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Devil Bat: Remastered Edition [Blu-ray] [1940] [US Import]

Bela Lugosi    Blu-ray
2.5 out of 5 stars  See all reviews (2 customer reviews)
Price: 15.52
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Product details

  • Actors: Bela Lugosi
  • Format: Full Screen
  • Language: English
  • Region: Region A/1 (Read more about DVD/Blu-ray formats.)
  • Aspect Ratio: 4:3 - 1.33:1
  • Number of discs: 1
  • Classification: Unrated (US MPAA rating. See details.)
  • Studio: Kino Video
  • DVD Release Date: 17 Sep 2013
  • Run Time: 78 minutes
  • Average Customer Review: 2.5 out of 5 stars  See all reviews (2 customer reviews)
  • ASIN: B00DI68EBK
  • Amazon Bestsellers Rank: 130,027 in DVD & Blu-ray (See Top 100 in DVD & Blu-ray)


Customer Reviews

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Most Helpful Customer Reviews
1 of 1 people found the following review helpful
3.0 out of 5 stars Imbecile, Bombastic, Ignoramus. 3 Nov 2013
By Spike Owen TOP 500 REVIEWER
Format:DVD
The Devil Bat is directed by Jean Yarbrough and written by George Bricker and John T. Neville. It stars Bela Lugosi, Suzanne Kaaren, Dave O'Brien, Donald Kerr and Gary Usher.

The Heathville Horror!

Straight out of Poverty Row is this PRC production that's as bonkers as it is fun. Plot sees Lugosi as a fed up cosmetic chemist who decides that the company he provides his inventions for have not done right by him financially. So in his secret laboratory at home he breeds big killer bats, bats that he rears to kill anyone wearing the scent of aftershave lotion that he has handed out to the targets of his ire. As the bodies begin to mount up and the press whip up a devil bat on the loose storm, journalists Henry Layden (O'Brien) and "One Shot McGuire" close in on the source of the town's terror.

The low budget is often evident, be it props and sets that shouldn't move etc, but at just over an hour in length this gets in and does its job with a sort of carefree abandon that is to be admired. Lugosi is having fun shifting from borderline mania to crafty dastard with a sense of humour, and of course there are big scary bats that shriek before homing in for the kill. Result! The flaws are obvious throughout, not least that Lugosi ends up playing second fiddle to the journalists' blend of bravado and buffoonery, but as time fillers go, and as Lugosi's Poverty Row Horrors go, this is impossible to dislike and not have a good time with. 6/10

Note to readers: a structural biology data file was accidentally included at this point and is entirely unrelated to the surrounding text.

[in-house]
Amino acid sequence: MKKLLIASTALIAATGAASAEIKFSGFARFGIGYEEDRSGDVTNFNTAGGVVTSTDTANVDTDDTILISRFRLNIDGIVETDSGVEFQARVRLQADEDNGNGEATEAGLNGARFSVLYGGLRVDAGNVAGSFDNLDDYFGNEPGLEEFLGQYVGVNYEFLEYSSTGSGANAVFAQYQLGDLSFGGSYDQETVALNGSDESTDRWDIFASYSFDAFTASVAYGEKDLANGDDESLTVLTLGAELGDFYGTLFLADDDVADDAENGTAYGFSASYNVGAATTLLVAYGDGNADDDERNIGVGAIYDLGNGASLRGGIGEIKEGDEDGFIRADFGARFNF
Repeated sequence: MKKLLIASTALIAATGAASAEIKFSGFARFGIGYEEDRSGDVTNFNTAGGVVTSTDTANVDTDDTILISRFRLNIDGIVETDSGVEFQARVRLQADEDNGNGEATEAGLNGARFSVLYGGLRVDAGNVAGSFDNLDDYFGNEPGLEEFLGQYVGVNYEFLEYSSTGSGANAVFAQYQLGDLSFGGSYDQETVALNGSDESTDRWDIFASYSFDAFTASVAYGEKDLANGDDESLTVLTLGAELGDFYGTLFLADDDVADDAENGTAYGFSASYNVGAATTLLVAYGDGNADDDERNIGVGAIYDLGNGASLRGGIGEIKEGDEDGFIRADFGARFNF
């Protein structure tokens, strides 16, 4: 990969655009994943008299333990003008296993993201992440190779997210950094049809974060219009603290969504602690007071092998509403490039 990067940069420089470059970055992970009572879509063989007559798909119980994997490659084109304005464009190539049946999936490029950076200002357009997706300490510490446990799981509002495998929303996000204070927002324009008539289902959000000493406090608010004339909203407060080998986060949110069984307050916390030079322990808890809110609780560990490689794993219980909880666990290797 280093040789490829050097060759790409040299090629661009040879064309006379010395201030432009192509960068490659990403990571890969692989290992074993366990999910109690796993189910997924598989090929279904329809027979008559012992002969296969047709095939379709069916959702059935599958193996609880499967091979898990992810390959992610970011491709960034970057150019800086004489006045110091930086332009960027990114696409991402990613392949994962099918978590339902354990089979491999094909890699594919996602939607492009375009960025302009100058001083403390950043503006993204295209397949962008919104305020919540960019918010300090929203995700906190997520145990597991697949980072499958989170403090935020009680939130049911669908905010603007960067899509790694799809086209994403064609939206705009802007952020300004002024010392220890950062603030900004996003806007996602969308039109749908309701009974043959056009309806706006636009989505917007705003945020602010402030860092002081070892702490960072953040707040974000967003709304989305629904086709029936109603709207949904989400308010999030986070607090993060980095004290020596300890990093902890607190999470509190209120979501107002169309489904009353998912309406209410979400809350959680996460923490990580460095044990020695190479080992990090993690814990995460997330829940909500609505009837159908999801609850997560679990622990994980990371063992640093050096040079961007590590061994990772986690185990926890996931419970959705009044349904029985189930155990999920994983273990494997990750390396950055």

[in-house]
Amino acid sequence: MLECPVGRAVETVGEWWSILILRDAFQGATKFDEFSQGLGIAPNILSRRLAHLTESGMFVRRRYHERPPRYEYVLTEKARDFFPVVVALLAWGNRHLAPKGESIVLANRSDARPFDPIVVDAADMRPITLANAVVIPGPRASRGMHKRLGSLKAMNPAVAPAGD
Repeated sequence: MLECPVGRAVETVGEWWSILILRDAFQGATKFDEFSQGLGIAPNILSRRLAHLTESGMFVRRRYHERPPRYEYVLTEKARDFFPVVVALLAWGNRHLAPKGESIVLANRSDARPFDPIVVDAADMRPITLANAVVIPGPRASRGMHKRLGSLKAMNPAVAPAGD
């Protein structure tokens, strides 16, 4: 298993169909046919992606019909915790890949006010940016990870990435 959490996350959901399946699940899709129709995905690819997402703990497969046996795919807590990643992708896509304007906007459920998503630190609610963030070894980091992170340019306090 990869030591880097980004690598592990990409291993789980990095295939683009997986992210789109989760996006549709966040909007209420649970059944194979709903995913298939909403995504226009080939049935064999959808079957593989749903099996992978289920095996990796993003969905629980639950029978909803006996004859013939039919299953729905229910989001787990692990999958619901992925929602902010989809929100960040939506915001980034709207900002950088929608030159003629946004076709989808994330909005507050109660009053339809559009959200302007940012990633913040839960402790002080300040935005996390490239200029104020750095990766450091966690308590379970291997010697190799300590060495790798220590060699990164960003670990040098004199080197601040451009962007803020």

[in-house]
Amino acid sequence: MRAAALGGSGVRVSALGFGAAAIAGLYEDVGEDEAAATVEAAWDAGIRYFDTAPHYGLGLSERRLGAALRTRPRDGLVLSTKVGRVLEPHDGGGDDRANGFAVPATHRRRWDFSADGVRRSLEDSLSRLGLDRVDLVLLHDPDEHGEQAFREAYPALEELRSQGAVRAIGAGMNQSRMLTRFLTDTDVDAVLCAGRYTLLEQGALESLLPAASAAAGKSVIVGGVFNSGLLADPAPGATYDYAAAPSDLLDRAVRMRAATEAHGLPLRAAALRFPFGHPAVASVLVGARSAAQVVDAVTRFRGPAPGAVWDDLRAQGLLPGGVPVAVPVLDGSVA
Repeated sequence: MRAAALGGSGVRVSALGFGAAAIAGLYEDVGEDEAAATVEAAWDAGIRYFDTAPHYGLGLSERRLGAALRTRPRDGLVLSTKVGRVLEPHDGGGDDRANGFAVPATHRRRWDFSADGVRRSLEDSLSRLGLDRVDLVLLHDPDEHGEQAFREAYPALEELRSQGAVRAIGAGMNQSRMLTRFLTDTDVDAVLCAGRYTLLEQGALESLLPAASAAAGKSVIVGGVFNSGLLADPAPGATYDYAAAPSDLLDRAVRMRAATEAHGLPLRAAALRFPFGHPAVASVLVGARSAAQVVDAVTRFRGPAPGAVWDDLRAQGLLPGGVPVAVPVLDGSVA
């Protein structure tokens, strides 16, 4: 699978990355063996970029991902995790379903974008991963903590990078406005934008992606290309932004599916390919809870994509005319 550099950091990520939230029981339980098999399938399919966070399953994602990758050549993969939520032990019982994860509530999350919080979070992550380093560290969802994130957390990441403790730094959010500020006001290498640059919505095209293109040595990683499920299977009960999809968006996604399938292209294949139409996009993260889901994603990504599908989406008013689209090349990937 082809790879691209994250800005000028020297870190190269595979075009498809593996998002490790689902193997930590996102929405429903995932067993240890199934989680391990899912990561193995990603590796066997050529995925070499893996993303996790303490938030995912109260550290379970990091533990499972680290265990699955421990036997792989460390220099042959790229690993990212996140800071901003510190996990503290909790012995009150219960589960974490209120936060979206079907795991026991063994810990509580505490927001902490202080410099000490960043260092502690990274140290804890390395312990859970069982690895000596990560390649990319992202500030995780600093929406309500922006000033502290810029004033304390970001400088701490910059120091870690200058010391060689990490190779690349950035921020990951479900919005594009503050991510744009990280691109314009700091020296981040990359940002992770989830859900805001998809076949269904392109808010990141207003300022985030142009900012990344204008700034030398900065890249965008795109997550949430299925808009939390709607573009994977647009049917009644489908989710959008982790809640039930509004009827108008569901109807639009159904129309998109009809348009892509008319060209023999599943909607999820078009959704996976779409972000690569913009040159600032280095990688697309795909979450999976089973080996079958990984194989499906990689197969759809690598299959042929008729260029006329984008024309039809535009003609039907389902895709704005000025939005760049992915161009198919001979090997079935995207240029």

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2.0 out of 5 stars Devil Bat 17 Nov 2010
Format:DVD
This film is a prime example of a B movie which is so bad it is very funny. It would do credit to Ed Wood.
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Most Helpful Customer Reviews on Amazon.com (beta)
Amazon.com: 4.0 out of 5 stars  67 reviews
39 of 43 people found the following review helpful
5.0 out of 5 stars Perhaps the Definitive Version of This Lugosi Classic 25 Sep 2002
By Parker Benchley - Published on Amazon.com
Format:DVD|Verified Purchase
Among horror fans, Lugosi fans, and fans of psychotronic films in general, "The Devil Bat" holds a special place. Made by poverty row studio PRC in 1940, the film is a wonderfully ridiculous chiller about a mad scientist (Lugosi, of course)who takes revenge on his double-crossers (no, not the producers of this movie) by enlarging a normal bat to gigantic proportions through electrical treatments and using a new shaving lotion he perfected as the bait to attract the bat to its victim. ...)...
The film has kicked around the public domain for the last decade or so, with the result that VHS prints of it were either excellent or hardly watchable. DVD versions in general have been clear, but this version beats the others and comes close to being a definitive version of the picture, if one is possible.
Released by the Lugosi estate, "The Devil Bat" is the first in a proposed series of definitve versions of Lugosi films. (The unjustly overlooked "Bowery at Midnight" is the second movie in this series.)Extras on this DVD include stills from the movie, a poster card (very well done), and a commentary track featuring Bela Junior and film historian Ted Newsom. The commentary track is a laugh in itself as the two quickly run out of things to say about the movie (in fact, one wonders if Bela Jr. even saw it before this)and switch topics to Bela Junior's memories of life with father. As he provides some unusual insight into the life of his father, the commentary track is a must for all Lugosi fans, and, combined with the price, makes for one of the biggest bargains for film fans.
17 of 20 people found the following review helpful
5.0 out of 5 stars You will do it! Or Dr.Shooveocker I will put a evil course upon you.... 22 Sep 2008
By CLINT BRONSON - Published on Amazon.com
Format:DVD
The Devil Bat is a great Bela outing. Of course its no DRACULA or MURDERS IN THE RUE MORGUE but its hard not to get a kick out of this grade Z P.R.C opus about a MAD DOCTOR who develops a breed of giant bat he attracts to his enemies with a special after-shave he advises users to rub"on the tender part of your neck." Loads of cheap fun,with cardboard sets and pathetic special effects;Bela seems to be having a ball and so should you! For those of you who love remakes and sequels(???)see The Flying Serpent and Devil Bat's Daughter
11 of 13 people found the following review helpful
4.0 out of 5 stars "Ah My Friend, Our Theory Of Glandular Stimulation Was Correct!" 18 Feb 2007
By Robert I. Hedges - Published on Amazon.com
Format:DVD
"The Devil Bat" is a 1940 classic starring Bela Lugosi as (surprise!) a mad scientist up to no good. Lugosi, as Dr. Paul Carruthers, seems like a model citizen, but evil lurks. Lugosi is a cosmetics researcher (who obviously participates in animal testing) out for vengeance, as he feels betrayed by his employers over money issues. He contrives a nefarious plot to enlarge bats with electricity in conformance with his "theory of glandular stimulation" and simultaneously teaches the bats to target a new shaving lotion he developed especially for people wishing to have their jugulars bisected by giant chiroptera.